This topic could be addressed at a MUCH deeper level than I will here…but for a surface level view, here goes:
When I first heard the term executive functioning it was in relation to students with a disability. Actually, the term used was executive dysfunction—in relation to difficulties associated with students with a learning disability.
The executive functions refer to such tasks as organizing, prioritizing, sequencing, planning, shifting attention, as well as working memory. This set of skills was given its name because it mimics the tasks associated with someone that heads a company…an executive.
Although these functions tend to be associated with students with disabilities…if you look closely at an average student without a disability (middle school age and older), many of these tasks present a great challenge. In fact, the prefrontal cortex, the part of the brain that controls the executive functions, isn’t fully mature until about the age of 25.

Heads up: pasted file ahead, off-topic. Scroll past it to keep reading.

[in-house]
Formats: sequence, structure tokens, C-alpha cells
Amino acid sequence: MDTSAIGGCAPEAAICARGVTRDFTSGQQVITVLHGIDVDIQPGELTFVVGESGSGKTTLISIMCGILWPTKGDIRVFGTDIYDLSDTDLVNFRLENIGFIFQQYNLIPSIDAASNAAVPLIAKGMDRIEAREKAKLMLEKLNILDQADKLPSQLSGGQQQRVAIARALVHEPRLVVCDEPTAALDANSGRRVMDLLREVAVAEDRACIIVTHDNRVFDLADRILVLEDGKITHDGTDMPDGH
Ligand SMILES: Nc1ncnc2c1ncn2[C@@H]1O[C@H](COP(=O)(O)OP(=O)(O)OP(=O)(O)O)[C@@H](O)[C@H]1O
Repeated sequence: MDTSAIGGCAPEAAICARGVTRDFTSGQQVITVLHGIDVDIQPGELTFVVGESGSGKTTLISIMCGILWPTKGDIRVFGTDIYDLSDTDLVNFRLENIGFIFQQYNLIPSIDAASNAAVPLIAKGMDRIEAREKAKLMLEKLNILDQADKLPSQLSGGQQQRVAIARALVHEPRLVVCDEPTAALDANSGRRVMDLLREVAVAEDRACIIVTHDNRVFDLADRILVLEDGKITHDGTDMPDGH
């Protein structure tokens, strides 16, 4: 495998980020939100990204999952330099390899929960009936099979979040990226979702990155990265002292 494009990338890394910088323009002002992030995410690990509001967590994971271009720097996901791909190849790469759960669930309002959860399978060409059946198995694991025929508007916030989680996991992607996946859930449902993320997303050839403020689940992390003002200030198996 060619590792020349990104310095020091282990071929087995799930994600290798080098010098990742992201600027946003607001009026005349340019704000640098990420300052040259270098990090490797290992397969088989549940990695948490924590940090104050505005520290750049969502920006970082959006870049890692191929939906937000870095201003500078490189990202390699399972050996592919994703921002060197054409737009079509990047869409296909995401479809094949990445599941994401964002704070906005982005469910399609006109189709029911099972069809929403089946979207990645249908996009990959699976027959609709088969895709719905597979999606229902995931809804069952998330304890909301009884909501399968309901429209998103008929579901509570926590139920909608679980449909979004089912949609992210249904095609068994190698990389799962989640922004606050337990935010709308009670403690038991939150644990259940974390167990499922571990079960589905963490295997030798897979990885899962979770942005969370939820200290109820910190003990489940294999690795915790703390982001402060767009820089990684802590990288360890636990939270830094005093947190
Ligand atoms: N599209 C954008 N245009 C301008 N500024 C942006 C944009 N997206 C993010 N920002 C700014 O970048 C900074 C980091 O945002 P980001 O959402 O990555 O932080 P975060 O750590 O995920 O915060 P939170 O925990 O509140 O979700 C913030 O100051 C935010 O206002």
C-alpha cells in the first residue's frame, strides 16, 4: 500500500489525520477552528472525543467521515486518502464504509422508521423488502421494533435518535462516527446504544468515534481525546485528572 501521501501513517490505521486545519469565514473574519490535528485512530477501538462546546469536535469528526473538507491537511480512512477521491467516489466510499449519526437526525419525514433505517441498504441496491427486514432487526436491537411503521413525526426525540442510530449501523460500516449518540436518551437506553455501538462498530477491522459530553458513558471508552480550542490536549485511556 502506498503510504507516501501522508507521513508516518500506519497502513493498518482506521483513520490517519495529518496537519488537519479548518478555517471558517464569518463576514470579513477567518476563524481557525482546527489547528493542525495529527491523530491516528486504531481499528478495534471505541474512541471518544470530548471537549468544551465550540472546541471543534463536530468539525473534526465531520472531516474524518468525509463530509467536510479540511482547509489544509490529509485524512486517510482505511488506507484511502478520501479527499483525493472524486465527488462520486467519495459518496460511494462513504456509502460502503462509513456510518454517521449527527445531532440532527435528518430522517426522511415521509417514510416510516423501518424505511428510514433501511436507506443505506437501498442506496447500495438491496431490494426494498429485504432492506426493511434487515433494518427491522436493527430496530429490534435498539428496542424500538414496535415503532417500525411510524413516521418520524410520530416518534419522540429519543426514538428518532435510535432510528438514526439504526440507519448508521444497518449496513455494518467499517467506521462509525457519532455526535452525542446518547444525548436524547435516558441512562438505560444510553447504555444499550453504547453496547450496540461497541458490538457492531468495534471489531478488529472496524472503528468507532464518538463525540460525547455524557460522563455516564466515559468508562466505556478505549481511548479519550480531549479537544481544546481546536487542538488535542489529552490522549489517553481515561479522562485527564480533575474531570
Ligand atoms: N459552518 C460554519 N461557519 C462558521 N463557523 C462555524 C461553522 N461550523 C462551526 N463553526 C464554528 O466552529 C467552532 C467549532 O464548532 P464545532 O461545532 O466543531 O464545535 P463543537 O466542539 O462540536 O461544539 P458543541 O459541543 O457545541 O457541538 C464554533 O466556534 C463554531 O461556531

Think about what this can mean in the math classroom (or any classroom for that matter). Students may have difficulty with:
- Initiating tasks
- Sustaining attention
- Remembering procedures
- Self monitoring
And then think about how this impacts students with disabilities, as well as students that struggle but do not receive specialized instruction according to an IEP.
This simulation does a good job of demonstrating how it might feel for a student that has difficulty completing multi-step problems.
What can you do??? A few simple things include:
- Chunk information…allow students to process and work with the information that you’ve just delivered to them
- Use timers and visual cues to keep students on target
- Check for understanding by having students repeat back directions
- Use checklists (teacher created or…better yet-student created)
- Visual organizers
- Graphic organizers
I’d love to hear other thoughts about this!